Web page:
This is a series of guest articles by Brenda Matanga on Intellectual Property and its impact on innovators and entrepreneurs.
Benjamin Franklin, one of America’s founding fathers in his book entitled Poor Richard’s Almanack aptly described the essence of secrecy in a famous quote, “Three may keep a secret, if two of them are dead.” The art of keeping trade secrets could not have been defined any better than that.
Something can only remain a secret if one person remains the only person who knows about it. Once you reveal your secrets to the wind, you should not blame the wind for revealing them to the trees. This is what forms the basis of trade secrets. Secrecy in itself is against our very nature as human beings. It is very difficult to suppress a juicy piece of information or an ingenious thought, there is always an itch to want to give it away to someone.
There is certain information unique to a business that should be safeguarded from being known by other people. There is no business under the face of this earth that can say that it has no information that is a trade secret. Any confidential business information that gives a company competitive edge is considered a trade secret and each company ought to identify its little secrets and secure them.
There is a restaurant that I frequently visit which makes an amazing salad dressing. I have enquired of the ingredients and have tried to make the dressing at home but I can never get the taste right, I can’t figure out what exactly brings out that unique taste in that salad dressing! The secret could be in the quantities of the ingredients, in specific brands of the ingredients they use or even in the method of mixing; I cannot tell. It is this secret they do not reveal to customers that makes their salad a favourite of many at this restaurant.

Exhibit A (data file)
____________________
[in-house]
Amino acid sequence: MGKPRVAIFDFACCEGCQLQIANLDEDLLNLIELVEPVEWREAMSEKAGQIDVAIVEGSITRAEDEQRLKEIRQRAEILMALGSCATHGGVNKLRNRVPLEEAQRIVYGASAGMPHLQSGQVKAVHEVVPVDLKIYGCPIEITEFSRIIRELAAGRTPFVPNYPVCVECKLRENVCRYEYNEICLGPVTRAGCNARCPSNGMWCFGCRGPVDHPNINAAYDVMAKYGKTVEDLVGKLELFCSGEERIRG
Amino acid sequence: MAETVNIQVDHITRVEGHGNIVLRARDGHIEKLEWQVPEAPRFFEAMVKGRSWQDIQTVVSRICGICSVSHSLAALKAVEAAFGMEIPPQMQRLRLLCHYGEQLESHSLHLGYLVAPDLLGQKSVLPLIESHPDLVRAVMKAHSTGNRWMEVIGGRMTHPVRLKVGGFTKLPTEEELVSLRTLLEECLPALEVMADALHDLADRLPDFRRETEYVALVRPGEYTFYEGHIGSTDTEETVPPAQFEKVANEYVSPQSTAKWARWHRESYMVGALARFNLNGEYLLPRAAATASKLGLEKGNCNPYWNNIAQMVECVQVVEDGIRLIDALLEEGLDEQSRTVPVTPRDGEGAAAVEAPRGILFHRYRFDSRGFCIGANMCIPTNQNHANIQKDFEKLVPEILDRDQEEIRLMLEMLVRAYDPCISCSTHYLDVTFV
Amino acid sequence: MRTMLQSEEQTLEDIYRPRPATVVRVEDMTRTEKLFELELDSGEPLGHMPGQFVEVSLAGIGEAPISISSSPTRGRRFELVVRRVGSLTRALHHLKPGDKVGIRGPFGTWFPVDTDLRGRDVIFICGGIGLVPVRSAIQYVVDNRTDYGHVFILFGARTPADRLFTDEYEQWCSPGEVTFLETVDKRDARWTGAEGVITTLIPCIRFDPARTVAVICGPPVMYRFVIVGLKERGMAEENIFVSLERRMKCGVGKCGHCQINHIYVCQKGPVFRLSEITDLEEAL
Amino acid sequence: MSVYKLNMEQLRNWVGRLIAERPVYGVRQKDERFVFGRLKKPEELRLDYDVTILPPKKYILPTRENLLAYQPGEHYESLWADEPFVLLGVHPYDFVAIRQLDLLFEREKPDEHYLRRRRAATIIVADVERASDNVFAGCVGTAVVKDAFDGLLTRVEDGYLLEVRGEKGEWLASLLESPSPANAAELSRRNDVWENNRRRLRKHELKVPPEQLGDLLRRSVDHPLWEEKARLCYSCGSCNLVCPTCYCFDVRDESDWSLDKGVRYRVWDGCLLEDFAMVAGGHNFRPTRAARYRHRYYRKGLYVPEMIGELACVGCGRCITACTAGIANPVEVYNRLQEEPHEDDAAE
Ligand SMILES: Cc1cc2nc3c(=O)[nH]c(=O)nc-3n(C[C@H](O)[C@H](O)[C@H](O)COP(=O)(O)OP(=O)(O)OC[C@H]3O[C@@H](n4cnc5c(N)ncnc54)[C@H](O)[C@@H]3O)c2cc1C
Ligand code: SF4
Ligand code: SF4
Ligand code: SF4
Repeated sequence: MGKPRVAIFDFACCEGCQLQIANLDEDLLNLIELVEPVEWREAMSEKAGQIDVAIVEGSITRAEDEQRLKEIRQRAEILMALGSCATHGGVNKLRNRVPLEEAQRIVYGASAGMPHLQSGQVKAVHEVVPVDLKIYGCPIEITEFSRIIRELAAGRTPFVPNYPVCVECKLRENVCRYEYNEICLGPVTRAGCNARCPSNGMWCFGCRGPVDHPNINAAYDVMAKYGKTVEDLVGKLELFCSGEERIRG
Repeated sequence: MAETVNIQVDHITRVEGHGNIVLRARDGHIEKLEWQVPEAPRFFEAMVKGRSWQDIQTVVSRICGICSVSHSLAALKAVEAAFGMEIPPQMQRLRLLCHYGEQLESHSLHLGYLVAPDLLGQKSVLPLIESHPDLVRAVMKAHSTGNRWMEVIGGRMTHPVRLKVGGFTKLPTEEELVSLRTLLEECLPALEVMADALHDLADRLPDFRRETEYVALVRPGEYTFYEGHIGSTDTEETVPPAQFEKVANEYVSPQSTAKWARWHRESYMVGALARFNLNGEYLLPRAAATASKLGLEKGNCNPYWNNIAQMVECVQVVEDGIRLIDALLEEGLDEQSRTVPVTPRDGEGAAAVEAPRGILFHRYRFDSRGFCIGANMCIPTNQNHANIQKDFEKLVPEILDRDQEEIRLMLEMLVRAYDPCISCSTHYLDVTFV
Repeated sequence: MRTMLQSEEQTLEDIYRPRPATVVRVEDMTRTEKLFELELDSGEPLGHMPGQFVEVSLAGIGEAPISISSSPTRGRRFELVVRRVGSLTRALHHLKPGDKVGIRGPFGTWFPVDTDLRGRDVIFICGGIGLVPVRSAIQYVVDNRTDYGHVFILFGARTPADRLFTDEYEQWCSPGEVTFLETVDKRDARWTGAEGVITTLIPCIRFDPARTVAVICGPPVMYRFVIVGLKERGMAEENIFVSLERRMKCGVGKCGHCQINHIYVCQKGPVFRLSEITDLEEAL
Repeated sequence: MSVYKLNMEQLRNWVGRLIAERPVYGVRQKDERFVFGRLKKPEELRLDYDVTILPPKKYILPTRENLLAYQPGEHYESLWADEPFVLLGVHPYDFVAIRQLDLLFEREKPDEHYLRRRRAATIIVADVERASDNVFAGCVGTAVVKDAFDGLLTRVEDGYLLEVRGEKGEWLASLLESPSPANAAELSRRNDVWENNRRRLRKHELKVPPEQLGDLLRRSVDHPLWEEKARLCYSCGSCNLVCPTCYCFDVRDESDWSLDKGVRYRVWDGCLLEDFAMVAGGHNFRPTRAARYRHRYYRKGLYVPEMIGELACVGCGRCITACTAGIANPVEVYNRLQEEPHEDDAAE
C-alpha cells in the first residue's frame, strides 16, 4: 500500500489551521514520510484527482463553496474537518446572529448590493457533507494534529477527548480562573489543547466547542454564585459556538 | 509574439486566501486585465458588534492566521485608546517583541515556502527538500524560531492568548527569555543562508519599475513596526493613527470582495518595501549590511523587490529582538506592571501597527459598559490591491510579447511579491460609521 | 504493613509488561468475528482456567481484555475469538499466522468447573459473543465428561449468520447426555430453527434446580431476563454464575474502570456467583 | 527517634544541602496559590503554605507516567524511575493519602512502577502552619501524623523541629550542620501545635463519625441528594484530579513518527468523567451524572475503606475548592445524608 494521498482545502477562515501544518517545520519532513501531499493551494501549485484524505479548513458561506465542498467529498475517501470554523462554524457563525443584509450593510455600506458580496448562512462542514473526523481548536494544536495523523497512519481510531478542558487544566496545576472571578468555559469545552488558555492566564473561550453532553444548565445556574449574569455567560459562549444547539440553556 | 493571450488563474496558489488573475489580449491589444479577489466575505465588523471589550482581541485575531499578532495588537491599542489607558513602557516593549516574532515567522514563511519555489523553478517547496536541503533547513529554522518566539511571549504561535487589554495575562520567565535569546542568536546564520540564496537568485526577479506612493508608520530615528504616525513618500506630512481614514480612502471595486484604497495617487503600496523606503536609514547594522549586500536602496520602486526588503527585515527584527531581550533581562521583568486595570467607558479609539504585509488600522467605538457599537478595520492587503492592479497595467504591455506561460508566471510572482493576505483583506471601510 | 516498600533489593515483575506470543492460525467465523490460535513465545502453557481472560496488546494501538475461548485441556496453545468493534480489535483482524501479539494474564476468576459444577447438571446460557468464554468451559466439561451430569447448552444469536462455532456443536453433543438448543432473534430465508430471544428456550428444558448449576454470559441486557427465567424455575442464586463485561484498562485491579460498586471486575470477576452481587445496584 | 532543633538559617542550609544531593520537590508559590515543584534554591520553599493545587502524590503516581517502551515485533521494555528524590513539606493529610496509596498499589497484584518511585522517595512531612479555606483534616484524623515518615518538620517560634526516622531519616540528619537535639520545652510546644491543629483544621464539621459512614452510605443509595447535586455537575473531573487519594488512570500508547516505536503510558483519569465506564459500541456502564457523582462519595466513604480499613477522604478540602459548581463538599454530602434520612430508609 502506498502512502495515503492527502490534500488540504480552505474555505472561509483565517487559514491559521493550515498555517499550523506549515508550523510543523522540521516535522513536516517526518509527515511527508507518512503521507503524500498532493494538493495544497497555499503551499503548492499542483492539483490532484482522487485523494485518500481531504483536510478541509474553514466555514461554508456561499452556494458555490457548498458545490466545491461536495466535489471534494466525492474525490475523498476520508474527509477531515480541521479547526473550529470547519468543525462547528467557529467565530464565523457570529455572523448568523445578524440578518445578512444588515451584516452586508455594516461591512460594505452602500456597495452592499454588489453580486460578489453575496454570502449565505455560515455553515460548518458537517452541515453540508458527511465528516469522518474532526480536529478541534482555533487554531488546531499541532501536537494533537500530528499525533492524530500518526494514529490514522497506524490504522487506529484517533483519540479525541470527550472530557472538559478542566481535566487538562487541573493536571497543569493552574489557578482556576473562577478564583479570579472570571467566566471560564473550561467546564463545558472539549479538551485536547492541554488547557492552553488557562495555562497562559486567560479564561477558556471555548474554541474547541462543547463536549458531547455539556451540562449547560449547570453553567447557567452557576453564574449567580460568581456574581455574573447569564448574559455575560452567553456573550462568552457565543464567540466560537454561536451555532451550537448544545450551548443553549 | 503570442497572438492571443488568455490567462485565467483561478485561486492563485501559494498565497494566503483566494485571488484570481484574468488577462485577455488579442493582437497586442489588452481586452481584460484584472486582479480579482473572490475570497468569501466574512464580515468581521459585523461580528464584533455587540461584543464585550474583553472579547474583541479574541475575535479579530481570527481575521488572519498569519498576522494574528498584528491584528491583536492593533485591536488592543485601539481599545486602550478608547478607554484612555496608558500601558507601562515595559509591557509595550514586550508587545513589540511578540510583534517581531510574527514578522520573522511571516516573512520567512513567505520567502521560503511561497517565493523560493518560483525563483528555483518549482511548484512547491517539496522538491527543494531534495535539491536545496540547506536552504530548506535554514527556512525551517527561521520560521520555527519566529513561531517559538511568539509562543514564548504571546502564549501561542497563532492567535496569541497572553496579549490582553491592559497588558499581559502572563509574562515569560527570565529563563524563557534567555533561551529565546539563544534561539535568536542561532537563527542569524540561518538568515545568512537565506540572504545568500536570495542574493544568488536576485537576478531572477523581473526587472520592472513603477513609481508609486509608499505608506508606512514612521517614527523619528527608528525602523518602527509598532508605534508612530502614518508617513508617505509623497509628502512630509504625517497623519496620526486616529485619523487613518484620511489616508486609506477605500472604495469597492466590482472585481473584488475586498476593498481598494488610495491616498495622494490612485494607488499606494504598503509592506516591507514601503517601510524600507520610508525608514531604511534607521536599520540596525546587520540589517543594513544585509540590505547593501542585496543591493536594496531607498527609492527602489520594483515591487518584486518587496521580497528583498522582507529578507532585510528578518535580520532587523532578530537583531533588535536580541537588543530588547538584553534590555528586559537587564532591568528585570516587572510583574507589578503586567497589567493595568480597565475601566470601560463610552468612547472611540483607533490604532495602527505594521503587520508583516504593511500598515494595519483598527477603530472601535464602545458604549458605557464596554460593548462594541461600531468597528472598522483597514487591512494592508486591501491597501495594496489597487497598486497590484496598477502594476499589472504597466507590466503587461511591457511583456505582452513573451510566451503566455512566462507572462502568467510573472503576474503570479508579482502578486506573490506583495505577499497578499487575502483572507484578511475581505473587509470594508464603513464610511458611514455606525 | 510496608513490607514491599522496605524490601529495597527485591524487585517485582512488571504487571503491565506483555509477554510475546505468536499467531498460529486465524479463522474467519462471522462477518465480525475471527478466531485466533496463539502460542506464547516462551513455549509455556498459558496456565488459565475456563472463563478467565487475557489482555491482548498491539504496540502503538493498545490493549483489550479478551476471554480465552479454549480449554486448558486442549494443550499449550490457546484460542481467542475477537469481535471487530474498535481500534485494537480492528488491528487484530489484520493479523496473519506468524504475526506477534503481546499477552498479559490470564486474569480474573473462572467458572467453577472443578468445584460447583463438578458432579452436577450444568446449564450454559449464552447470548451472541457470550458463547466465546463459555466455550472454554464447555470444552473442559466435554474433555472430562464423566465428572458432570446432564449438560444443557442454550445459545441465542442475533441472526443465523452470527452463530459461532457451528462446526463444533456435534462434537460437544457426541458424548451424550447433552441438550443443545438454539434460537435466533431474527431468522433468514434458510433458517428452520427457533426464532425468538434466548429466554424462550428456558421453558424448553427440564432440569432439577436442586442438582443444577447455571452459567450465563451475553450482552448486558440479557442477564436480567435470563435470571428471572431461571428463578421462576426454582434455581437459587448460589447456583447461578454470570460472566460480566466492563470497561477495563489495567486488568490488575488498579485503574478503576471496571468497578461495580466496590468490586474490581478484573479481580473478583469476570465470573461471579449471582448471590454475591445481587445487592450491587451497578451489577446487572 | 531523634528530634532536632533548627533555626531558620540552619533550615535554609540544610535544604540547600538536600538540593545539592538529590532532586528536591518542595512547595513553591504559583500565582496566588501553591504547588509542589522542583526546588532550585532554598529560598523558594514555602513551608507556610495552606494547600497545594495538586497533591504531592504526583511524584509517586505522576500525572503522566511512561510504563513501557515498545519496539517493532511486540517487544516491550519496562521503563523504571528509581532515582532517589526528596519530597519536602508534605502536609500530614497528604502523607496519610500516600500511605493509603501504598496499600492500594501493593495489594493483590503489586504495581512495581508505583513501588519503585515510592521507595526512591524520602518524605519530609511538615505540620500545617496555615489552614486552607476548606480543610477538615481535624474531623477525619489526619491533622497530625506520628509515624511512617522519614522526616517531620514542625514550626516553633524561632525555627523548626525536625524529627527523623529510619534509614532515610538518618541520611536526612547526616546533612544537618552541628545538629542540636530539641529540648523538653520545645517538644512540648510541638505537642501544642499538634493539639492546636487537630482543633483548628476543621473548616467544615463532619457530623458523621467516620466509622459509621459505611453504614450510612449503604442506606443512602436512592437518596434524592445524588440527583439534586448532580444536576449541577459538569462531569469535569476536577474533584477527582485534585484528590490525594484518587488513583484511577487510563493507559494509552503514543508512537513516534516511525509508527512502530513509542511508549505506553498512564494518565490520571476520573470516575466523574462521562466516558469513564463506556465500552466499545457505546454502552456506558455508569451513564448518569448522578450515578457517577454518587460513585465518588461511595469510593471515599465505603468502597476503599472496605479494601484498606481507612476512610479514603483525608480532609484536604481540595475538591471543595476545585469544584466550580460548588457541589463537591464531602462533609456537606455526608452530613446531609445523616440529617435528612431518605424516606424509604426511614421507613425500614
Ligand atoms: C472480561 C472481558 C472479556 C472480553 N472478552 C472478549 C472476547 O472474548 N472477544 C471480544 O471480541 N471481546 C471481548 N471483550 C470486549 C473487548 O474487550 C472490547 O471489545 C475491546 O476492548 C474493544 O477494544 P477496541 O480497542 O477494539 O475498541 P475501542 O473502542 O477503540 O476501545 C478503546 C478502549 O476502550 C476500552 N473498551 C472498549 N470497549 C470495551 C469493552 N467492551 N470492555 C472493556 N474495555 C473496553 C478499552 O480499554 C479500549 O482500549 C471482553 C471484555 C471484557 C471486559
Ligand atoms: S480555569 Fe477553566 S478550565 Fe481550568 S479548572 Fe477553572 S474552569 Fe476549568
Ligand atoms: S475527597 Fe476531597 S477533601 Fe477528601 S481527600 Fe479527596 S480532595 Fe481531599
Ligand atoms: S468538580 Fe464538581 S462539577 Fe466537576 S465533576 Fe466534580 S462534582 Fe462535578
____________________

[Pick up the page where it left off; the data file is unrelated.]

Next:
In terms of the law, information protected by a trade secret ought to be a secret. It should not be generally known or easily accessible to the people who would normally be in that circle dealing with such information .It should derive commercial value in it being a secret. Information considered a trade secret should also be subject to reasonable steps being taken by the rights holder of the information to keep it secret. For example, you can include confidentiality clauses in employment contracts and in non-disclosure agreements to safeguard yourself from misappropriation of your trade secrets.
Manufacturing processes, techniques, know how, data compilation, personal records, business strategies, designs, blueprints, designs, manuals, information on research and development, formulas for producing products, ingredients can all be considered as trade secrets. A trade secret does not require any formality to be registered; it is protected for an unlimited period of time or for as long as the information remains confidential.
Identify the trade secrets you have in your business and make sure you keep them close to your chest because if your fellow tech geeks get a hold of these, you are history!